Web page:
“God as a Trinity of Persons is the source and summit of all the Christian mysteries. From this mystery flows the Incarnation, Redemption, the Church and Sacraments, and Eschatology, all of which are the divine means by, in, and through which human beings are to be taken up into the very life of the Trinity itself. In his second volume of his Handbook of Catholic Dogmatics, Matthias Joseph Scheeben treats this most marvelous mystery—The Doctrine of God. He follows the design laid out by Thomas Aquinas in his Summa Theologica; that is, he considers first the knowledge of God that can be obtained through reason alone, and then he proceeds to investigate the supernatural revealed doctrine of the Trinity. In both instances, Scheeben demonstrates that he is truly a master of philosophy and of theology. Moreover, although this is an academic text, Scheeben articulates his thought with clarity, creativity, and insight. The mystery of God, in all of its fullness, shines forth with the grandeur of its incomprehensible beauty. Truly, Scheeben exemplifies the Anselmian virtue of faith seeking understanding.”

Fr. Thomas G. Weinandy, O.F.M., Cap.
Member of the Vatican’s International Theological Commission

 

“It is almost impossible to overstate the significance of an English translation of Matthias Joseph Scheeben’s Handbuch der katholischen Dogmatik. Of the various attempts to restore Catholic theology after the revolutions of the eighteenth and nineteenth centuries, none has been greater than Scheeben’s. Heir to the historical dogmatics of Petavius and Thomassin—two masterpieces from which he drank deeply—Scheeben was as comfortable with the Greek Fathers as he was with theologians of the baroque age. Augustine and Aquinas remain touchstones in Book Two (as they should), but their insights are bolstered and extended in conversation with now-forgotten masters like the Jesuit Diego Ruiz de Montoya, the Franciscan Claude Frassen, the Carmelite Philip of the Blessed Trinity, and the Benedictine José Sáenz de Aguirre. Here, the reader is treated to the very best of Scheeben—his account of the doctrine of God, His substance and attributes, His knowledge and will; the proofs for His existence; and (last but certainly not least) Scheeben’s profound account of the Most Holy Trinity. I know of no better source for the aspiring theologian who wishes to behold the continuity and complexity of the Catholic theological tradition at its grandest.”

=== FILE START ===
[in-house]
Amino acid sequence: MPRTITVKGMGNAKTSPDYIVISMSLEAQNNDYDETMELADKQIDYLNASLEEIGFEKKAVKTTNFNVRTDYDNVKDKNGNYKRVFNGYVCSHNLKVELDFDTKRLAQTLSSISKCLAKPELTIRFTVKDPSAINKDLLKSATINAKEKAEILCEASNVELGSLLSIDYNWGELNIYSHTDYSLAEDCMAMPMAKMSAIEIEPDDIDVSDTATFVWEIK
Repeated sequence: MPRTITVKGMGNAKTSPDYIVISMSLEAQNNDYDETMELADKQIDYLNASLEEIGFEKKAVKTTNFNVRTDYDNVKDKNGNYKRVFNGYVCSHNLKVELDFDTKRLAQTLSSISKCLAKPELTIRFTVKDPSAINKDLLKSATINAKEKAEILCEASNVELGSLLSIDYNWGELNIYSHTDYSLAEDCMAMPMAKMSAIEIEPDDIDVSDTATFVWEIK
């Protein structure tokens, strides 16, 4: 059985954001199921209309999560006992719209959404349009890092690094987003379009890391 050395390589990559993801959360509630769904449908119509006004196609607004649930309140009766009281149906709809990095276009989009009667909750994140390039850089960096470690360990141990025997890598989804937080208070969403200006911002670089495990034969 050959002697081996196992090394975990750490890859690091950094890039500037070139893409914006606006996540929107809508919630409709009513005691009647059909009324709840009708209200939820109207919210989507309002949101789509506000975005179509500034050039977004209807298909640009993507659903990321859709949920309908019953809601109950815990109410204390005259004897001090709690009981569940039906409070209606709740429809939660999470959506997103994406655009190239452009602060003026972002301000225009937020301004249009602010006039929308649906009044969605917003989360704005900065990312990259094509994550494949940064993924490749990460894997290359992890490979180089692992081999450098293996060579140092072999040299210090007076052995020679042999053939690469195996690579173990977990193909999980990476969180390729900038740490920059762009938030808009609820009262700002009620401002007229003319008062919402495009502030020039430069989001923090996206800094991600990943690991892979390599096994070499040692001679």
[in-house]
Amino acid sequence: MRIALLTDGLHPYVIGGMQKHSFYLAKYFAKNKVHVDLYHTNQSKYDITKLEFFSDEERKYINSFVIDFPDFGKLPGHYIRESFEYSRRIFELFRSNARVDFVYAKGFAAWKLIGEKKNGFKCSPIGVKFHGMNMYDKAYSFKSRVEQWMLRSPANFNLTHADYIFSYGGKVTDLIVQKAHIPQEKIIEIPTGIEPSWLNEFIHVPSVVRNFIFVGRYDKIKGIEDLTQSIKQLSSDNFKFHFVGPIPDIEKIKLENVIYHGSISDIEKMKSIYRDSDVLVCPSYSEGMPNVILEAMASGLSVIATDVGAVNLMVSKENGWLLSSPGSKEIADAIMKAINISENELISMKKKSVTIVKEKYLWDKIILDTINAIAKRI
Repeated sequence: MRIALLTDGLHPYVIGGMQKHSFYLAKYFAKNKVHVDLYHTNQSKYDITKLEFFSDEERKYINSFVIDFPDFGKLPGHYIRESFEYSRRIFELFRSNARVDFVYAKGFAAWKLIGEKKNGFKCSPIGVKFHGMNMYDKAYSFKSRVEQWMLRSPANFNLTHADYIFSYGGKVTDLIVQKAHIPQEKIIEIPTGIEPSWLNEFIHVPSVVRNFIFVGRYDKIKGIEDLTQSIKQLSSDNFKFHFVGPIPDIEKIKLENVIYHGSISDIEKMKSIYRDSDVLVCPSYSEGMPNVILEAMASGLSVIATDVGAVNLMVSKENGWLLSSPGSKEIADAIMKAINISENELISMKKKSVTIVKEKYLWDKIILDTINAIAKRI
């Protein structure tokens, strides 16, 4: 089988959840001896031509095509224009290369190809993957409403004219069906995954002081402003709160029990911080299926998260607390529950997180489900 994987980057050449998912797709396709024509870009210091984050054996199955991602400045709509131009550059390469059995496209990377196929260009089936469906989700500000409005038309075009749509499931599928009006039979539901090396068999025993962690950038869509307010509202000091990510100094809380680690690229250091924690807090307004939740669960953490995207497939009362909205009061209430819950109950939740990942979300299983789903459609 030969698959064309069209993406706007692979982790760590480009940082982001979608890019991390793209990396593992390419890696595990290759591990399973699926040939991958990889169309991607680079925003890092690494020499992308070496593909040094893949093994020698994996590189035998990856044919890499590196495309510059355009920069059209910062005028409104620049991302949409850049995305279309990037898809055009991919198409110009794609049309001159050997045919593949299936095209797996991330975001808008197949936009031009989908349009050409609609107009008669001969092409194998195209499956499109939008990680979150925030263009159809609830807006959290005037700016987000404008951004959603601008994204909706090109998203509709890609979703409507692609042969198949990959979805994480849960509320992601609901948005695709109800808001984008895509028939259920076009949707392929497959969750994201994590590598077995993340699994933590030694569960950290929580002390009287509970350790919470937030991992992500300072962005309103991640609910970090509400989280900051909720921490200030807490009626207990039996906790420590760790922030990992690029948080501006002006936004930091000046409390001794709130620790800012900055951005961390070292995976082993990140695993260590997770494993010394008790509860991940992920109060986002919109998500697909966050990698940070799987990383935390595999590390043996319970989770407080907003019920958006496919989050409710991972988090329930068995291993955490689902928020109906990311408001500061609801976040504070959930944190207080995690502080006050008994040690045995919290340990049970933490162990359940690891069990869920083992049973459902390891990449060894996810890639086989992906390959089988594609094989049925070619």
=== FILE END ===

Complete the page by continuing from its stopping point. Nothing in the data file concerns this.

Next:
Trent Pomplun
University of Notre Dame

 

“In a treatise still unsurpassed for its combination of historical breadth and analytic rigor, Scheeben’s Gotteslehre brings readers to the heart of the divine mystery. Its balanced attention to dogmatic posits and speculative elaborations; to the contributions of the Thomist, Franciscan, and Jesuit ‘schools’; and to the majestic simplicity and aesthetic vitality of God all make The Doctrine of God obligatory reading for any serious student of the subject. Scheeben’s palpable reverence for the Greek fathers, conciliatory treatment of the filioque, and differentiated model of divine simplicity will prove especially intriguing for those committed to Eastern-Western ecumenism. We owe Michael J. Miller a debt of gratitude for rendering Scheeben’s dense German into elegant and accurate English.”

Fr. Aaron Pidel, S.J.
Marquette University

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712

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2021

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6" x 9"